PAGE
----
01/16/09 — Public speaks its mind on land

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Public speaks its mind on land

By Anessa Myers
Published in News on January 16, 2009 1:46 PM

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James Stokes, left, Warren Rook, center, and Tom Reilly, right, of Wayne County Disabled American Veterans Chapter 45, listen Thursday evening as Charles Norwood explains the possibility of a veterans memorial in Goldsboro during a public hearing at the Wayne County Public Library.

With more than 75 people on hand Thursday night to discuss the future of the old Community Building site there was no shortage of suggestions, but the one thing almost all of the speakers had in common was a desire to see the space on the corner of William and Walnut streets become some sort of memorial.

Speaking at a public hearing held by the building's board of trustees at the Wayne County Public Library, some said they wanted a memorial put there along with a building of some sort -- whether it be an office building or another type of community facility -- and others said they didn't want to see the space taken up by a building, but had a vision of an open memorial.

Charles Norwood was the first to stand and speak about his wishes for the land.

His vision was one of a open memorial like the one located on Church Street in Rocky Mount.

"I don't think we should miss an opportunity to honor those people," he said of the Wayne County sons who lost their lives in the country's wars.

He would like to see a memorial built that is comparable to the size of the old Community Building, which was originally built in honor of those who lost their lives in World War I.

"Anything less, in my opinion, would be inappropriate," he said.

County Manager Lee Smith stood up after Norwood and told the crowd that he had another option, one he had spoken to several county commissioners about -- using a portion of the courthouse lawn for a memorial.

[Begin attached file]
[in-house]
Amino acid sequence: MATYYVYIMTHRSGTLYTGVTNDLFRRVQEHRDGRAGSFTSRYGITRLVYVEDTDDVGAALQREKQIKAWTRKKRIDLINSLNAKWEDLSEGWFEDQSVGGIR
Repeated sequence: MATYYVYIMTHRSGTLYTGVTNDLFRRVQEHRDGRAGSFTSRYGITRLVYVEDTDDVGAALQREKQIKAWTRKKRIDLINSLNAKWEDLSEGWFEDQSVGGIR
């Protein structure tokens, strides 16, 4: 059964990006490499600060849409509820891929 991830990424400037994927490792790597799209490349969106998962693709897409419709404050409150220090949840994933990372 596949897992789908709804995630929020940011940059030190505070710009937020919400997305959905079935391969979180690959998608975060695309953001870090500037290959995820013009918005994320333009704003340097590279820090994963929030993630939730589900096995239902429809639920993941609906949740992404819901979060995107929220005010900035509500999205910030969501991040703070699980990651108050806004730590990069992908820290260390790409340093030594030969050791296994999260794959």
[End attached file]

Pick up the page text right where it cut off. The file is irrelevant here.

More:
Downtown Master Plan Designer Allison Platt agreed with Smith, saying that she envisioned the two corners on William and Walnut streets -- one on the courthouse lawn and the other on the old Community Building land -- as serving several purposes.

She saw the two spaces as both a memorial but also as an "architectural gateway" to the city.

The corner memorials she depicted would have short brick walls surrounding them to help "protect" them, a fountain in the middle and flags in a semi-circle around each fountain. The memorials also could include a listing of names and what the old building meant to the community, she said.

"The fountain would drown out some of the traffic noise and would make it a more tranquil place," she said.

And if the board decided to put a building on the old Community Building land, she believes it should be one of grandeur.

"If it's going to sit across from one of the nicest buildings in the county, it needs to be of very high quality," she said.

Greg Keesee, commander of Disabled American Veterans Chapter 45, said that he could see a building on the land, but that it should be one that could be used to help more veterans.

He said that the DAV has more than 1,139 members, and all of the chapter's service takes place in a small house on Patrick Street.

"Why not have a building for veterans as it was before?" he asked.

He said the chapter has been trying to raise money for a new building, but that the money just isn't flowing in.

"If you don't have adequate space for them, where are they going to go? They all come to our building," he said.

Bill Strickland, on the other hand, said that while he would like to see a corner of the space preserved for a memorial, he would prefer to see a privately owned building on the lot.

Glenn Barwick disagreed, though. He said that the land should be used for a building that "really serves the community in the way that the old one did."

And, he added, a monument alone wouldn't suffice and wouldn't mean as much to residents as the old Community Building did.

"If our forefathers had put a monument there we wouldn't be talking about the Community Building today," he said.

Gordon Combs didn't mention a building on the land, but said he wanted to see a memorial placed on it, one that would be "a fitting memorial ... on this hallowed ground."

A memorial is a must, Bill Keel said, but he wasn't sure if it should be on the "hallowed ground" Combs talked about.

He believes that a memorial is more for the living -- a place that becomes special not because of where it is located but because of the meaning behind it, that memorials are a "sacred or hallowed place" to remember and reflect, and, for a few, a place that gives them closure.

He said he went to Warsaw recently to see the traveling Vietnam War wall, a listing of names of those who lost their life in the war.

"It became a sacred place for me," he said. "Wherever we chose to establish that memorial, if we do it right, in reverence and in recognition it deserves, it too will become a hallowed place."

County Commissioner Steve Keen stepped to the podium and talked, too, about the men and women who have served their country.

"We must remember we are all indebted to those who served our country," he said.

He wasn't sure what exactly should be done with the property, he said, but he was sure of one thing -- the land shouldn't be sold to a private company but should "always remain in the hands of the citizens of Wayne County."

"The value (of the land) isn't found in (the citizens') wallets but in their hearts," he said.